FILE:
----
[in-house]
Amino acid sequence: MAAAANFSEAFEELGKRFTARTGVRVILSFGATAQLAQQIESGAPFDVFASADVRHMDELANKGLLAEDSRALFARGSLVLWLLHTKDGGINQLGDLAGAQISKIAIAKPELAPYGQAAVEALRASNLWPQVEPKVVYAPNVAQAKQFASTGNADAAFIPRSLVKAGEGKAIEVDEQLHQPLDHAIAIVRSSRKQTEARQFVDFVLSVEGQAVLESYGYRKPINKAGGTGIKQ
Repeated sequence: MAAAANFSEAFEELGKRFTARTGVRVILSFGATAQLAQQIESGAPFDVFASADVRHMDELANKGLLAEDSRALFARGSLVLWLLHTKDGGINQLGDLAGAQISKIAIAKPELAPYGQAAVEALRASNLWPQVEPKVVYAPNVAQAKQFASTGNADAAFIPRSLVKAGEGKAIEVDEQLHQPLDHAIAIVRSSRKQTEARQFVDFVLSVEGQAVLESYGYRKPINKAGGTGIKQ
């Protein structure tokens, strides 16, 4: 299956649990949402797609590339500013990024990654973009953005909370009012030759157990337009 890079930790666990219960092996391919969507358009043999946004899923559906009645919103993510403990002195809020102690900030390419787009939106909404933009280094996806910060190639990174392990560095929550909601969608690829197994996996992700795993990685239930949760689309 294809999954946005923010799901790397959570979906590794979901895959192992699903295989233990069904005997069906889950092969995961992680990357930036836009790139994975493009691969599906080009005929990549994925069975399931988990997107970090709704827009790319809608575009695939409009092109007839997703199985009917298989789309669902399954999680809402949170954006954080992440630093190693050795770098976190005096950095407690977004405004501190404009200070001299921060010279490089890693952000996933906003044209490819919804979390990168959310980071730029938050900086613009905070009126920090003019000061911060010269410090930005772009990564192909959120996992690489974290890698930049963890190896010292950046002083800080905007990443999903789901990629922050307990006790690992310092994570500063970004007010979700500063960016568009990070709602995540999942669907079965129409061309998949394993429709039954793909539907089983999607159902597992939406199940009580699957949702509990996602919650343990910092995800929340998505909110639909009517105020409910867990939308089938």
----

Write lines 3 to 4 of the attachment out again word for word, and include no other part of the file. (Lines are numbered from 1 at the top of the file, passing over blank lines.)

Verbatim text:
Repeated sequence: MAAAANFSEAFEELGKRFTARTGVRVILSFGATAQLAQQIESGAPFDVFASADVRHMDELANKGLLAEDSRALFARGSLVLWLLHTKDGGINQLGDLAGAQISKIAIAKPELAPYGQAAVEALRASNLWPQVEPKVVYAPNVAQAKQFASTGNADAAFIPRSLVKAGEGKAIEVDEQLHQPLDHAIAIVRSSRKQTEARQFVDFVLSVEGQAVLESYGYRKPINKAGGTGIKQ
């Protein structure tokens, strides 16, 4: 299956649990949402797609590339500013990024990654973009953005909370009012030759157990337009 890079930790666990219960092996391919969507358009043999946004899923559906009645919103993510403990002195809020102690900030390419787009939106909404933009280094996806910060190639990174392990560095929550909601969608690829197994996996992700795993990685239930949760689309 294809999954946005923010799901790397959570979906590794979901895959192992699903295989233990069904005997069906889950092969995961992680990357930036836009790139994975493009691969599906080009005929990549994925069975399931988990997107970090709704827009790319809608575009695939409009092109007839997703199985009917298989789309669902399954999680809402949170954006954080992440630093190693050795770098976190005096950095407690977004405004501190404009200070001299921060010279490089890693952000996933906003044209490819919804979390990168959310980071730029938050900086613009905070009126920090003019000061911060010269410090930005772009990564192909959120996992690489974290890698930049963890190896010292950046002083800080905007990443999903789901990629922050307990006790690992310092994570500063970004007010979700500063960016568009990070709602995540999942669907079965129409061309998949394993429709039954793909539907089983999607159902597992939406199940009580699957949702509990996602919650343990910092995800929340998505909110639909009517105020409910867990939308089938």